Positive Vibes, an organisation that works on community-based HIV initiatives, took Hivos Southern Africa staff through the paces of Looking In, Looking Out-Connect (LILO), a training programme that focuses on the individual within the group, drawing on his or her experience to develop the group and undertake collective action.
The training aims to support individuals to reflect on their lives and move forward taking action. The workshop approach also gives participants a better understanding of LGBTI identity in order to advocate for their rights.
Training taps into personal value systems
The workshop assumes that participants have deep personal knowledge and experiences that can be shared with others to assist one another with the common challenges that are faced by LGBTIs. The process is designed to unpack feelings, needs and desires, and to help participants make choices and plans for themselves going forward.
The training was useful because although Hivos Southern currently manages a key populations programme, programme managers often lack the attitude, capacity and knowledge to adequately help colleaguesdeal with LGBTI specific issues.
LILO to influence new way of working with LGBTI
It is anticipated that knowledge gained from the training will improves capacities of Hivos Southern Africa in the area of advocacy for LGBTI groups at community and national and other levels.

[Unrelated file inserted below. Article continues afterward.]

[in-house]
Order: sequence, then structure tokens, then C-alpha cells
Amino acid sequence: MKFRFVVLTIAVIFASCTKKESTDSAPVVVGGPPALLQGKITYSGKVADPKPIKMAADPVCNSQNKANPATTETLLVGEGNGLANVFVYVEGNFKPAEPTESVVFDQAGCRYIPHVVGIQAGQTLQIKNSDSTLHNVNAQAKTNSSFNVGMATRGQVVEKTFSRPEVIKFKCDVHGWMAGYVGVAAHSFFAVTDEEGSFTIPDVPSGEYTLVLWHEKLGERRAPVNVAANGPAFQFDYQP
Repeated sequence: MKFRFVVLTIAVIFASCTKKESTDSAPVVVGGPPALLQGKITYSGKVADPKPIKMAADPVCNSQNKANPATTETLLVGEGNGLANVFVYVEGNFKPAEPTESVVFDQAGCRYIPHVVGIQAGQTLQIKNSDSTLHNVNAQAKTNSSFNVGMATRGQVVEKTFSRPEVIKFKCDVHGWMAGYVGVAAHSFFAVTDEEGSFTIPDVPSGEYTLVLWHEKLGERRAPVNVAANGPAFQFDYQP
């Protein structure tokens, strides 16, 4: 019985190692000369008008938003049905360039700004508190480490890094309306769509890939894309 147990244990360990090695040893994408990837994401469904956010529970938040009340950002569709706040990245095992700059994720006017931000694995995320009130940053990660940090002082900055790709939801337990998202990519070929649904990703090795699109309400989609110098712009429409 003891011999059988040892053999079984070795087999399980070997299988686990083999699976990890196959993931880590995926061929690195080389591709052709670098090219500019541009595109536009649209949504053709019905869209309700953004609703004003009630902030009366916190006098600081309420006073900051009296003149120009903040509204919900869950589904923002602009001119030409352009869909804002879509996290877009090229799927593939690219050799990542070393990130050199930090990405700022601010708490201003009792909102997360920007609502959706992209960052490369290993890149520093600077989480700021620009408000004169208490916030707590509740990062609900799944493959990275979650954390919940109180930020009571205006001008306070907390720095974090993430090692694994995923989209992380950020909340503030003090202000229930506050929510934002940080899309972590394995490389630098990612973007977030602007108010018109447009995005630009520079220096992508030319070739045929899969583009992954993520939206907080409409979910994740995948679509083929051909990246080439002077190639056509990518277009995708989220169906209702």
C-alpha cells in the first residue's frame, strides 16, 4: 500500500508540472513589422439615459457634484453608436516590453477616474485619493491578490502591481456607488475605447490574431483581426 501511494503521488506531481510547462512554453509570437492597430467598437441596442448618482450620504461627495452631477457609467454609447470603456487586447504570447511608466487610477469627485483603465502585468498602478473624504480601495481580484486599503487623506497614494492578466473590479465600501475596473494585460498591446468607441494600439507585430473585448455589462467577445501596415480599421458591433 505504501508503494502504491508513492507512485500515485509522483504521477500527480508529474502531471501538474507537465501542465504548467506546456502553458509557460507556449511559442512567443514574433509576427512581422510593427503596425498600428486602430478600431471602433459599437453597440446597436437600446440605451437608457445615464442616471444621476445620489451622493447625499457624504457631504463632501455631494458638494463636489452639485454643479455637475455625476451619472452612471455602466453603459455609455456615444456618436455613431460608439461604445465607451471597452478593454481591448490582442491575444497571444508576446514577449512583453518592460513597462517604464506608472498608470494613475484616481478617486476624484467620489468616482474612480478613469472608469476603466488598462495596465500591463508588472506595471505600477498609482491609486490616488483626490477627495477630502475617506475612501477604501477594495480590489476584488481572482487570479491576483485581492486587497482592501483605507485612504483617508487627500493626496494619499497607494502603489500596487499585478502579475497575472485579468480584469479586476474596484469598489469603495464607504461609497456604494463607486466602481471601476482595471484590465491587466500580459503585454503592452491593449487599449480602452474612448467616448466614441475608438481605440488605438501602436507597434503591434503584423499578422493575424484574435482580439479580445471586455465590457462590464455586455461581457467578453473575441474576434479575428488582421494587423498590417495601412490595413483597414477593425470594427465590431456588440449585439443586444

“One of the key problems is that we tend to overly sexualise the needs of the key populations in our work. As a result, we strip people of their human dignity. That’s why it’s important for us to have empathy for the people whom we work with,” said Diana Mailosi, one of the lead facilitators.
The training focused on peeling off prejudices and moral judgments that many people hold against LGBTIs. Staff were asked to reflect on their own personal values and the privileges that heterosexuals have in general society juxtaposed against the struggles that LGBTIs face due to social norms. Staff also deliberated on issues around sex work, zeroing in on why that type of works attracts moral judgements.
The session on empathy enabled staff to dig deep within themselves focusing on issues to do with perspective, emotions and genuine will when working with others.
“It’s quite easy to be judgemental without thinking or putting yourself in the shoes of another person,” said Mailosi. “Before you say to another person, ‘don’t hate’, try to understand why they feel hate in the first place. That will help you to engage in a conversation from an informed point of view.”
LILO fosters inward reflection
Tuli Shityuwete, one the facilitators., said that the LILO methodology trains programme managers to reflect inwardly first so they can effectively work with other people.
“Before we can start understanding our working relationship with others, we have to understand what has formed us as human beings, whether it’s the society or the culture we grew up in and the experiences that we have undergone,” said Shityuwete. “Essentially, LILO-Connect is a sensitization training programme for people who are working with key populations. It’s essentially looking at our values and attitudes and how our values influence the way we see people.”